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How are bladder stones diagnosed?

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Your doctor will ask about your symptoms and start with a physical exam, feeling your lower belly to check your bladder. You may then have:

  • Cystoscopy. Your doctor places a small tube with a camera -- a cystoscope -- in your urethra and sends it up to your bladder to look for stones.
  • Imaging. This can help find the location and size of any bladder stones and look to see whether urine is blocked anywhere. Your doctor might use CT, X-ray, or ultrasound.
  • Urine test. Your doctor will check your urine for anything unusual and to see whether you might have a urinary tract infection.

From: What Are Bladder Stones? WebMD Medical Reference

SOURCES:

RadiologyInfo.Org: “Kidney and Bladder Stones.”

National Health Service (U.K.): “Bladder Stones.”

Mayo Clinic: “Bladder Stones.”

National Institutes of Health, National Institute of Diabetes and Digestive and Kidney Disease: “The Urinary Tract and How It Works.”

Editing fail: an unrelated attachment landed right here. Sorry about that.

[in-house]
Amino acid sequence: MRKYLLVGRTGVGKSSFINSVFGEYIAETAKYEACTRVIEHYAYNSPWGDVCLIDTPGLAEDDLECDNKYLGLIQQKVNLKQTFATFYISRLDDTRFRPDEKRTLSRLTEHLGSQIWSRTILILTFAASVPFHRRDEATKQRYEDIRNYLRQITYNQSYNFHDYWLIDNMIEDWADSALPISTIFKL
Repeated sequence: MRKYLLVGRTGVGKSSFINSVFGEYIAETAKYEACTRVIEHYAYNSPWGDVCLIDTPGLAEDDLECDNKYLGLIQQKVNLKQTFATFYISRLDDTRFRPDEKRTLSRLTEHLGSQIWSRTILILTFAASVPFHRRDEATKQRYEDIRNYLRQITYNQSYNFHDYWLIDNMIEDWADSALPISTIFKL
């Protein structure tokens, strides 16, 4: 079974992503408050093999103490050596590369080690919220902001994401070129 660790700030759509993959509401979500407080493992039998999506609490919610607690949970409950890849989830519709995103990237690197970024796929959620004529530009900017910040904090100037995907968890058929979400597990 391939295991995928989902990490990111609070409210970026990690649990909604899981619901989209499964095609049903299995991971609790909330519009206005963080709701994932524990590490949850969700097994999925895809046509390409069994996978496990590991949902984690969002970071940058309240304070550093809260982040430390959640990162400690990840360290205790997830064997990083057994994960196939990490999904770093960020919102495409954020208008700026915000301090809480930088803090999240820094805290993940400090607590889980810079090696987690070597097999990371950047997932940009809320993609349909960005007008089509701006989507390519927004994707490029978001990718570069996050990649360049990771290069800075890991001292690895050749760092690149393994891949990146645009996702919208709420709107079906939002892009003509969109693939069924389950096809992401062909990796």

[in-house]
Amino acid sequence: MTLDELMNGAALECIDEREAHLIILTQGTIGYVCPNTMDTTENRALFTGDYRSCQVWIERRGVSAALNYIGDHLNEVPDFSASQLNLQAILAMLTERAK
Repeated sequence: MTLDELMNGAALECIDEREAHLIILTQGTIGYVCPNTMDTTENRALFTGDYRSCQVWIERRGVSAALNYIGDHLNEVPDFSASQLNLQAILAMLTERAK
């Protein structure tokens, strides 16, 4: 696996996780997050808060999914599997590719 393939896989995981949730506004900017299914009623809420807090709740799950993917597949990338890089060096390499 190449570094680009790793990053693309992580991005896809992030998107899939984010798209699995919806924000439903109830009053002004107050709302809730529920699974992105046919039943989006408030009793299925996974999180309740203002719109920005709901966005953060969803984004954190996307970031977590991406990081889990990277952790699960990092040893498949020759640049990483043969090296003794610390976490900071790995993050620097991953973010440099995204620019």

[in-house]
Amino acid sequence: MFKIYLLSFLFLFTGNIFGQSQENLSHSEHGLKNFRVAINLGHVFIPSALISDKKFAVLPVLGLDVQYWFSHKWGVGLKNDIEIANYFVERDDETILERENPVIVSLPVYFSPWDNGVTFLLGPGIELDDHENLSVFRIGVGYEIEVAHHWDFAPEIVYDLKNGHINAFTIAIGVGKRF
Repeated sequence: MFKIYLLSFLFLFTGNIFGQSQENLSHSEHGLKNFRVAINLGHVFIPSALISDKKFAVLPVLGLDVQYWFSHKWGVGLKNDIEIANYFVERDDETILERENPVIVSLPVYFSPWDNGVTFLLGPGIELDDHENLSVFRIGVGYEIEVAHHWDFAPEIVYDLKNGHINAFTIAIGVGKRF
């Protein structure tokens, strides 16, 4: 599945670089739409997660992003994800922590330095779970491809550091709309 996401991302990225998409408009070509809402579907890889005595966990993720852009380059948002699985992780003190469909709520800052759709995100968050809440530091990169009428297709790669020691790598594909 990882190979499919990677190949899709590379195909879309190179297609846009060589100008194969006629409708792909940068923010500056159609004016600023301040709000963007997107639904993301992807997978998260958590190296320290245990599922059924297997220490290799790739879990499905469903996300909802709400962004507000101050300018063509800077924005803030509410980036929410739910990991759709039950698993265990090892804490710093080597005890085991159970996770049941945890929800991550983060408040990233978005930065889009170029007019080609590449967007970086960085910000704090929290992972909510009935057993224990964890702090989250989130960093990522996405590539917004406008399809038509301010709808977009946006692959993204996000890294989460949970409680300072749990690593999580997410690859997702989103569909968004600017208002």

PubMed: “How does the prostate work?”

UpToDate: “Pelvic organ prolapse in women”

Reviewed by Minesh Khatri on December 21, 2018

SOURCES:

RadiologyInfo.Org: “Kidney and Bladder Stones.”

National Health Service (U.K.): “Bladder Stones.”

Mayo Clinic: “Bladder Stones.”

National Institutes of Health, National Institute of Diabetes and Digestive and Kidney Disease: “The Urinary Tract and How It Works.”

PubMed: “How does the prostate work?”

UpToDate: “Pelvic organ prolapse in women”

Reviewed by Minesh Khatri on December 21, 2018

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How are bladder stones treated?

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